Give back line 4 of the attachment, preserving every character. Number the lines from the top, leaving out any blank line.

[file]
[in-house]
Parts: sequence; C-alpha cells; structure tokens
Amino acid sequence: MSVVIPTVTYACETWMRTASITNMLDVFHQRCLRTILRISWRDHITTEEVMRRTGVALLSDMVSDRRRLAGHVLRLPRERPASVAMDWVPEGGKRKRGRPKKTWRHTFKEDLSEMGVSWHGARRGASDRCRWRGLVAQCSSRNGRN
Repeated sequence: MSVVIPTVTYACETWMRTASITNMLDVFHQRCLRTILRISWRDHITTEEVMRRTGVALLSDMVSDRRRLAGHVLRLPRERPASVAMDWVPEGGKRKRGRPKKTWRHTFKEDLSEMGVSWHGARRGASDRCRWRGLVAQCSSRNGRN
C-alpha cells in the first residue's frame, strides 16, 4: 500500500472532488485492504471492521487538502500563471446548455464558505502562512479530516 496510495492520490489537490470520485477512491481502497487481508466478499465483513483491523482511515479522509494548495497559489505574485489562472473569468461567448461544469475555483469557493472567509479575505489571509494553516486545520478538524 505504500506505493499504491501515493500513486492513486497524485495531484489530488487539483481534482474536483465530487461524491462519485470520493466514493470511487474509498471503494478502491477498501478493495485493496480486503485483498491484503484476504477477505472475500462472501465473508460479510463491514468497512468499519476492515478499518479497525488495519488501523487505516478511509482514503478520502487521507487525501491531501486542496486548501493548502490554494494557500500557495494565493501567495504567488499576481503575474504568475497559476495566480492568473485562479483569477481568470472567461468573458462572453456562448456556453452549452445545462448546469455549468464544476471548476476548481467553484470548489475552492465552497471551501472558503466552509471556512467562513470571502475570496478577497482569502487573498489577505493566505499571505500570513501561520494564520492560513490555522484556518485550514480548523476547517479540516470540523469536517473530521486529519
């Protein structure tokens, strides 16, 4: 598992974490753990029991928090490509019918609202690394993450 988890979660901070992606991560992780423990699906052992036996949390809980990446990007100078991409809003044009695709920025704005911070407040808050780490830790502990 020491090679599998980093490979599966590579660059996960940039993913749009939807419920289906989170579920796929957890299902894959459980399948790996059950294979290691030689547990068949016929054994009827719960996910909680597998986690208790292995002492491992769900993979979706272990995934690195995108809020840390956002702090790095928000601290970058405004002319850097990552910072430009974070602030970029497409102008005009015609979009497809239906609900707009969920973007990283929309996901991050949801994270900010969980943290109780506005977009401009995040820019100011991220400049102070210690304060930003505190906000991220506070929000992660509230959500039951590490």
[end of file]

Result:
Repeated sequence: MSVVIPTVTYACETWMRTASITNMLDVFHQRCLRTILRISWRDHITTEEVMRRTGVALLSDMVSDRRRLAGHVLRLPRERPASVAMDWVPEGGKRKRGRPKKTWRHTFKEDLSEMGVSWHGARRGASDRCRWRGLVAQCSSRNGRN